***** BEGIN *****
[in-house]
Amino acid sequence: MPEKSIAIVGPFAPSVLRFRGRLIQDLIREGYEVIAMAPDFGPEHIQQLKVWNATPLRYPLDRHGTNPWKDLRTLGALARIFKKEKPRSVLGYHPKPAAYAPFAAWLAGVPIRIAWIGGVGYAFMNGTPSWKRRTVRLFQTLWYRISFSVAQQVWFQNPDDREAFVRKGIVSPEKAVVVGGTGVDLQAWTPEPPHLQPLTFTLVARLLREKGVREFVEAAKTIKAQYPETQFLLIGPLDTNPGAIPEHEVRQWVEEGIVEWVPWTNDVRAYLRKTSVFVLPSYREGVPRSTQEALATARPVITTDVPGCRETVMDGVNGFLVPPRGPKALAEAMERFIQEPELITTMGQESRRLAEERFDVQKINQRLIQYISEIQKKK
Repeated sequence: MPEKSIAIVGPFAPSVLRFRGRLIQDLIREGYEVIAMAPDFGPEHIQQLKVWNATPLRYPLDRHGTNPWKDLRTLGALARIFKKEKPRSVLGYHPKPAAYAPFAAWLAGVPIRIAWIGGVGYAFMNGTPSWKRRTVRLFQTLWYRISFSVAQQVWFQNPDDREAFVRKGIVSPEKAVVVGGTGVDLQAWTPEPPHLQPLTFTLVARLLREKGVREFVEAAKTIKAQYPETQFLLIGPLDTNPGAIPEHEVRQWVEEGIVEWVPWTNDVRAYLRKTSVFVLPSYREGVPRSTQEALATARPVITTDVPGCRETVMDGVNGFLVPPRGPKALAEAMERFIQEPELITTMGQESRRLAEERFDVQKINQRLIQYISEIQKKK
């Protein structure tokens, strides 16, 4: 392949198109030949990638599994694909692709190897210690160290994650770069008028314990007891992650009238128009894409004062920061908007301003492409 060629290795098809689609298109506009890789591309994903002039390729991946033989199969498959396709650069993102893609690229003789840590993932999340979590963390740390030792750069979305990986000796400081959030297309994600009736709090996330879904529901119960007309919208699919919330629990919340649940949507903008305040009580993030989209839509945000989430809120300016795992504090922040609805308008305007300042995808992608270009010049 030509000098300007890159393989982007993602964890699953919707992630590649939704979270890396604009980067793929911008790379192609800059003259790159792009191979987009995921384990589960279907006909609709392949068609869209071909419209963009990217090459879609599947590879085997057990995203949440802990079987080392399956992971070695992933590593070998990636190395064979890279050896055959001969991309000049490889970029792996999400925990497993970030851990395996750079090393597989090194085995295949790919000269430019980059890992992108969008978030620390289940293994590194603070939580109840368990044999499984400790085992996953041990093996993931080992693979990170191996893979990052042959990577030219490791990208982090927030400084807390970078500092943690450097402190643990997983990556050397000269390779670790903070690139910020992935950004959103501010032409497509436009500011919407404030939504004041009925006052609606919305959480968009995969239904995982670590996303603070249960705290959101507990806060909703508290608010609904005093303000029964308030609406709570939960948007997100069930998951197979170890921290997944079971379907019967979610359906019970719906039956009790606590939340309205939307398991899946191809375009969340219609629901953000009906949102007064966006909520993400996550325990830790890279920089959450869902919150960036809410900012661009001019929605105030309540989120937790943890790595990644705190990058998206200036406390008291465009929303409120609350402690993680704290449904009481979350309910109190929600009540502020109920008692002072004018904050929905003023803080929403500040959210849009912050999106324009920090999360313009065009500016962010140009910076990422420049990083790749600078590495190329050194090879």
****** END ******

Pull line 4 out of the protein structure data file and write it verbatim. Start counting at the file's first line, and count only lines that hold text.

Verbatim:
């Protein structure tokens, strides 16, 4: 392949198109030949990638599994694909692709190897210690160290994650770069008028314990007891992650009238128009894409004062920061908007301003492409 060629290795098809689609298109506009890789591309994903002039390729991946033989199969498959396709650069993102893609690229003789840590993932999340979590963390740390030792750069979305990986000796400081959030297309994600009736709090996330879904529901119960007309919208699919919330629990919340649940949507903008305040009580993030989209839509945000989430809120300016795992504090922040609805308008305007300042995808992608270009010049 030509000098300007890159393989982007993602964890699953919707992630590649939704979270890396604009980067793929911008790379192609800059003259790159792009191979987009995921384990589960279907006909609709392949068609869209071909419209963009990217090459879609599947590879085997057990995203949440802990079987080392399956992971070695992933590593070998990636190395064979890279050896055959001969991309000049490889970029792996999400925990497993970030851990395996750079090393597989090194085995295949790919000269430019980059890992992108969008978030620390289940293994590194603070939580109840368990044999499984400790085992996953041990093996993931080992693979990170191996893979990052042959990577030219490791990208982090927030400084807390970078500092943690450097402190643990997983990556050397000269390779670790903070690139910020992935950004959103501010032409497509436009500011919407404030939504004041009925006052609606919305959480968009995969239904995982670590996303603070249960705290959101507990806060909703508290608010609904005093303000029964308030609406709570939960948007997100069930998951197979170890921290997944079971379907019967979610359906019970719906039956009790606590939340309205939307398991899946191809375009969340219609629901953000009906949102007064966006909520993400996550325990830790890279920089959450869902919150960036809410900012661009001019929605105030309540989120937790943890790595990644705190990058998206200036406390008291465009929303409120609350402690993680704290449904009481979350309910109190929600009540502020109920008692002072004018904050929905003023803080929403500040959210849009912050999106324009920090999360313009065009500016962010140009910076990422420049990083790749600078590495190329050194090879």